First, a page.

The Fish Story

Long-winded Hurricane More Kindly Than Cruel; Not Long for Mulleting to Turn Maddening

By JAY MANN | Sep 19, 2017

Well, if we really must get a hurricane – you know, as an odd form of empathizing with those who really had hurricanes – Jose is the way to go. His clean, fresh, northerly winds and a power spattering of once-tropical rains were, well, refreshing.

Thankfully, our humble little, non-hit hurricane caused no ravaging. For me, it sparked the immortal song line, “Jose, can you see, by the dawn’s early light?” The dawn found us just fine. Gracious, Joe.

What long-lingering Jose is offering is both a bit hurtful and a lot helpful.

Jose’s powerful waves, along with some testy, northeast winds, are messing up late-summer boat fishing; autumn begins this Friday.

Hardest hit by Jose are our commercial fluke fishermen. They’ve seen their small summer flounder fishing window slammed shut by heavily heaving seas, which foils their bottom-fishing methods. Here’s hoping the feds see fit to offer those fine folks some extra compensatory days, something they’ve done in other areas when strictly designated fishing days get stormed out.

Erosionally speaking, the nearby ’cane is chewing some LBI beach areas to the bone. The damage has been done by what will likely be two straight weeks of hurricane swells. That’s unheard of. Sadly, very few of these Jose days have been worthy of waveriding.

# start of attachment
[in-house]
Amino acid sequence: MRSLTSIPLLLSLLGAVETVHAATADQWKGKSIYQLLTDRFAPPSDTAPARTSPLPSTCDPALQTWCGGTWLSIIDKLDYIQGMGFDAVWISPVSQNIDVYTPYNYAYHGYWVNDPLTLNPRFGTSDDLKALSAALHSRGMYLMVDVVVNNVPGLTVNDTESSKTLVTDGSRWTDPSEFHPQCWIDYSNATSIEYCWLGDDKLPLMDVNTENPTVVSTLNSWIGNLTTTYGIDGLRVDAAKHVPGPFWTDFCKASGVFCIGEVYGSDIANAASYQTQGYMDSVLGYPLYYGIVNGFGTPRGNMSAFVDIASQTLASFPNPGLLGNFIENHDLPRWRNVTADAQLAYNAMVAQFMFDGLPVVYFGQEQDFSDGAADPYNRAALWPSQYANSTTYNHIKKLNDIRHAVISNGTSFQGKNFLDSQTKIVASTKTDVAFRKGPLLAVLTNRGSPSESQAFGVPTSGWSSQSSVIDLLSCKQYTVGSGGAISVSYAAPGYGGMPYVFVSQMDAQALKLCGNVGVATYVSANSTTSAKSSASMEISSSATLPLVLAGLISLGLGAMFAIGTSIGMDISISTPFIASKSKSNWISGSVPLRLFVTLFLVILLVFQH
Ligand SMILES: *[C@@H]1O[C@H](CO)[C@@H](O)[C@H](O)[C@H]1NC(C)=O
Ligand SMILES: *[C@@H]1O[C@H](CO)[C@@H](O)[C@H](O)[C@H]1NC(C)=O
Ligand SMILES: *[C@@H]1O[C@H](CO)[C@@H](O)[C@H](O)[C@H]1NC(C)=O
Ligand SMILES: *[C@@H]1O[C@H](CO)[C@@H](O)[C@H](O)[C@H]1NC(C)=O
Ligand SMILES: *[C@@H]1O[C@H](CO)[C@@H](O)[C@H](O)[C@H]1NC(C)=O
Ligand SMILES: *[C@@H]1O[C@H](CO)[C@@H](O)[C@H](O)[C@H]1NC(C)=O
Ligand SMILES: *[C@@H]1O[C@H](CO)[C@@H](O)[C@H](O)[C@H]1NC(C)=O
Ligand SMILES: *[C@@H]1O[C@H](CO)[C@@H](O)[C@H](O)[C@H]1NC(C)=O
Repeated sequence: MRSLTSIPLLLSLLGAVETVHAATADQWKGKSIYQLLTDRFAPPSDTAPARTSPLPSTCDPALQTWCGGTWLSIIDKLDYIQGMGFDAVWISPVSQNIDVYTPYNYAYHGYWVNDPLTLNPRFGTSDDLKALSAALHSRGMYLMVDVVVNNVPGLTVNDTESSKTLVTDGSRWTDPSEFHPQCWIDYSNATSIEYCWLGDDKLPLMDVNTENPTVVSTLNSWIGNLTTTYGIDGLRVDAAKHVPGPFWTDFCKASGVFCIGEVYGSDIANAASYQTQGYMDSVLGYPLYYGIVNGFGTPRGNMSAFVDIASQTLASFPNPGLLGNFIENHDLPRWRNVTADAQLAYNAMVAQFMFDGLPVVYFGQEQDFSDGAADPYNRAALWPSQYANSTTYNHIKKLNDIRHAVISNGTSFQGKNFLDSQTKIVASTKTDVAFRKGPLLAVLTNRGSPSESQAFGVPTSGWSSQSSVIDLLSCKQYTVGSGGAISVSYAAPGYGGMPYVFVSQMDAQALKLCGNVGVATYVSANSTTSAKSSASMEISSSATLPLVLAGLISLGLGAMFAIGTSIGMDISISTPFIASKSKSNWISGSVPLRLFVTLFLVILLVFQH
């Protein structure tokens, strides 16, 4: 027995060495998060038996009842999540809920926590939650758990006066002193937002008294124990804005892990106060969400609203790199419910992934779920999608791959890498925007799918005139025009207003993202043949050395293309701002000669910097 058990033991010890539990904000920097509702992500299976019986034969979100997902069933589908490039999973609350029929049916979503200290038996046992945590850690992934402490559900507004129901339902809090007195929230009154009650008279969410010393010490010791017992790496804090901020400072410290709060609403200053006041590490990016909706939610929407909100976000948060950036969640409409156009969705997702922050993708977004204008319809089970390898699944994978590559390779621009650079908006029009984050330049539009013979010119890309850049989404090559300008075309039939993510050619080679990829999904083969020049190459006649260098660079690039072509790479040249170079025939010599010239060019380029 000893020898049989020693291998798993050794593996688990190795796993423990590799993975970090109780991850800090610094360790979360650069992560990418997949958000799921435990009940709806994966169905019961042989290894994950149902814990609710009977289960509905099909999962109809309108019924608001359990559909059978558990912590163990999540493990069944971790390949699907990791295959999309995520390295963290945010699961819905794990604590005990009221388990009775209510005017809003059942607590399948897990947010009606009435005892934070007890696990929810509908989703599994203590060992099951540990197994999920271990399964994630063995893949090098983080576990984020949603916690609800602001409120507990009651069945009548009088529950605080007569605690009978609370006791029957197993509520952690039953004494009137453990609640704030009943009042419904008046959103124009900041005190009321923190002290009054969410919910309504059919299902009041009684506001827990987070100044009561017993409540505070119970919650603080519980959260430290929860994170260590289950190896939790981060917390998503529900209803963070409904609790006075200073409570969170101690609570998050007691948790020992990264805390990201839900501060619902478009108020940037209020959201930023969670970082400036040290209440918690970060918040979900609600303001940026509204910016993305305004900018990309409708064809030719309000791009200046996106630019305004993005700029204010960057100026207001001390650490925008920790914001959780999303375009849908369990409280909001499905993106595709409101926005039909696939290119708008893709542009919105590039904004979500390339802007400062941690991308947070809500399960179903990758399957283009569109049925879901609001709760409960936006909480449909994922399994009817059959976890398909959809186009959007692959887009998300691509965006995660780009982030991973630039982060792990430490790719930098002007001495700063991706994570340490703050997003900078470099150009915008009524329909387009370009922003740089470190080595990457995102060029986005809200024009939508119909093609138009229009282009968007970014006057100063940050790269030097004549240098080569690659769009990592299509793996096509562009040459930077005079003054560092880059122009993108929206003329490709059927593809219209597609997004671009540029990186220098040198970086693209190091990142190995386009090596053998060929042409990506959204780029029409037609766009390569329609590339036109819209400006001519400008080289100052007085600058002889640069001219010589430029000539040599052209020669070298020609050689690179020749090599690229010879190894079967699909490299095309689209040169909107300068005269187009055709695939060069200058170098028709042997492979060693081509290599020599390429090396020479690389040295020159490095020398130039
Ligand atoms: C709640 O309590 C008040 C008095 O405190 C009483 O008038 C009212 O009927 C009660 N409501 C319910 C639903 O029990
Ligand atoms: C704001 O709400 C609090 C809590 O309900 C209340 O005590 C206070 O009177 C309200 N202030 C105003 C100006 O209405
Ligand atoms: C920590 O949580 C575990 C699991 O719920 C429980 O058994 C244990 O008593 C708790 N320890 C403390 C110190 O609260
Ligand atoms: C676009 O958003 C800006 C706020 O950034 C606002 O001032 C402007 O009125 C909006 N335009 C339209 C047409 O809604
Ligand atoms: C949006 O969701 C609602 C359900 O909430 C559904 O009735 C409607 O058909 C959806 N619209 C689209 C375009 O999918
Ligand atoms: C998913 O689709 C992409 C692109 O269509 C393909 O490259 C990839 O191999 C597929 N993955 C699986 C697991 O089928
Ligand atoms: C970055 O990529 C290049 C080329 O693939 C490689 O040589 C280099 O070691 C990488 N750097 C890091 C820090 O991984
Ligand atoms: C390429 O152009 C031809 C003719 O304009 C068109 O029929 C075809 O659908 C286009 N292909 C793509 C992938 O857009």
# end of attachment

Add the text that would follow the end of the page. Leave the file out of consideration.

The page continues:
As to scheduled beach replenishment via the feds, much of the area set to be replenished remains in dang decent shape. Nonetheless, Harvey Cedars, Surf City and Brant Beach will soon feel the dredge “spray,” most likely during the winter.

SIDEBAR: Calling on my beach volleyball days this summer, I saw areas of Harvey Cedars go from narrow and badly sand-wonting in the spring to as wide as I’ve ever seen them – after my way-too-long tenure hereabouts. Cedars’ beach rebound/rebuild validates the strategy behind replens, whereby newly placed beach sand is predictably dragged into the ocean, just off the beach, during stormy winters. Staying within what is called the bottom profile, the storm-stolen sand returns with a vengeance, when calmer, late spring and summer weather allows.

As to the now-hurting beach zones, mainly in the Holgate area, any rematerializing of that beachline’s sandiness will need a helping human hand. The iffy Little Egg Inlet dredging, and the accompanying beach placement of dredged materials, is still in-play.

As to the more up-ish side of Jose-can-you-sea, our bayside definitely needed a good flushing, which it’s getting, thanks to quite-brisk north winds.

Those winds – and the accompanying currents – take less than 48 hours to fully power away any worn-out summer bay water, including the stale stuff in deeper holes. In comes fresh Atlantic Ocean water. The bay luxuriates in such a sweet turn-over.

And don’t think for a minute that we don’t have mighty fine seawater entering our bay mix. Our chunk of ocean harbors some of the cleanest marine waters anywhere, due in huge part to our near maniacal watch-dogging of what enters it.